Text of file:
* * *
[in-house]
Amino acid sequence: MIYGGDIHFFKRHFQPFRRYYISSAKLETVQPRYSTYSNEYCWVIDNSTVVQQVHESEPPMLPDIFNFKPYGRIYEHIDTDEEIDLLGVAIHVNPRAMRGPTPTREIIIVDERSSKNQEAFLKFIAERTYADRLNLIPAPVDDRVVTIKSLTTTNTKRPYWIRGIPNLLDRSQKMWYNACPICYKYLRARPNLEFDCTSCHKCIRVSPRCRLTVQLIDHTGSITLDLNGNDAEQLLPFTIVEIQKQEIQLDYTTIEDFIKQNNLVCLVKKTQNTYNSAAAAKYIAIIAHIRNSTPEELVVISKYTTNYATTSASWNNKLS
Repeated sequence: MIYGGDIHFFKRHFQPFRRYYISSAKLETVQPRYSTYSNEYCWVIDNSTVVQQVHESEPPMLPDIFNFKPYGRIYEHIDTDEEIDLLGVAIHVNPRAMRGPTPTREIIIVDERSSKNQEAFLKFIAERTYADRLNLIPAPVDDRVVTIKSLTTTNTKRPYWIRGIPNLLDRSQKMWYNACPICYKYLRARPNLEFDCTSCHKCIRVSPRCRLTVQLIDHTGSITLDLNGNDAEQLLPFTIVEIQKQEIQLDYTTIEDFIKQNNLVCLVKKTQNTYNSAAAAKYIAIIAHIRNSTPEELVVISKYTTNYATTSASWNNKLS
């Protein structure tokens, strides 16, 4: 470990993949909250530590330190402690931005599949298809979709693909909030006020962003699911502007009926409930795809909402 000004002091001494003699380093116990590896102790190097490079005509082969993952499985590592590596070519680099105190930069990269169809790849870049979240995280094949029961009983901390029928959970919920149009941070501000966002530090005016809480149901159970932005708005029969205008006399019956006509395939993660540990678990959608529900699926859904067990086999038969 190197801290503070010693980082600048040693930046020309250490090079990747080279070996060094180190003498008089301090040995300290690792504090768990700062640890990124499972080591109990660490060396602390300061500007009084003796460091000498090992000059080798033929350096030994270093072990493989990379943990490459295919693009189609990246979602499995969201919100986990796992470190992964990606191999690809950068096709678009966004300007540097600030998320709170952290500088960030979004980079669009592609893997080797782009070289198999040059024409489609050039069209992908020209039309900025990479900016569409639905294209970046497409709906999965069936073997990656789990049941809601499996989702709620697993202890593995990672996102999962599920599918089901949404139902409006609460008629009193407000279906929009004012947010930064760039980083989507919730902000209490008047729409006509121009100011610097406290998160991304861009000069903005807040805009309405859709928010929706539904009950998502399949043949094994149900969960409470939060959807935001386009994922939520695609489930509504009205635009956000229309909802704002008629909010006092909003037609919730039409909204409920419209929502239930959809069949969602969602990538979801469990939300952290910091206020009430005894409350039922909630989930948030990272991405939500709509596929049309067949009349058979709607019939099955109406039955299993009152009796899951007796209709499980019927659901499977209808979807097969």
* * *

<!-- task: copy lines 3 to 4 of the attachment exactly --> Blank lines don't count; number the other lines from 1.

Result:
Repeated sequence: MIYGGDIHFFKRHFQPFRRYYISSAKLETVQPRYSTYSNEYCWVIDNSTVVQQVHESEPPMLPDIFNFKPYGRIYEHIDTDEEIDLLGVAIHVNPRAMRGPTPTREIIIVDERSSKNQEAFLKFIAERTYADRLNLIPAPVDDRVVTIKSLTTTNTKRPYWIRGIPNLLDRSQKMWYNACPICYKYLRARPNLEFDCTSCHKCIRVSPRCRLTVQLIDHTGSITLDLNGNDAEQLLPFTIVEIQKQEIQLDYTTIEDFIKQNNLVCLVKKTQNTYNSAAAAKYIAIIAHIRNSTPEELVVISKYTTNYATTSASWNNKLS
């Protein structure tokens, strides 16, 4: 470990993949909250530590330190402690931005599949298809979709693909909030006020962003699911502007009926409930795809909402 000004002091001494003699380093116990590896102790190097490079005509082969993952499985590592590596070519680099105190930069990269169809790849870049979240995280094949029961009983901390029928959970919920149009941070501000966002530090005016809480149901159970932005708005029969205008006399019956006509395939993660540990678990959608529900699926859904067990086999038969 190197801290503070010693980082600048040693930046020309250490090079990747080279070996060094180190003498008089301090040995300290690792504090768990700062640890990124499972080591109990660490060396602390300061500007009084003796460091000498090992000059080798033929350096030994270093072990493989990379943990490459295919693009189609990246979602499995969201919100986990796992470190992964990606191999690809950068096709678009966004300007540097600030998320709170952290500088960030979004980079669009592609893997080797782009070289198999040059024409489609050039069209992908020209039309900025990479900016569409639905294209970046497409709906999965069936073997990656789990049941809601499996989702709620697993202890593995990672996102999962599920599918089901949404139902409006609460008629009193407000279906929009004012947010930064760039980083989507919730902000209490008047729409006509121009100011610097406290998160991304861009000069903005807040805009309405859709928010929706539904009950998502399949043949094994149900969960409470939060959807935001386009994922939520695609489930509504009205635009956000229309909802704002008629909010006092909003037609919730039409909204409920419209929502239930959809069949969602969602990538979801469990939300952290910091206020009430005894409350039922909630989930948030990272991405939500709509596929049309067949009349058979709607019939099955109406039955299993009152009796899951007796209709499980019927659901499977209808979807097969």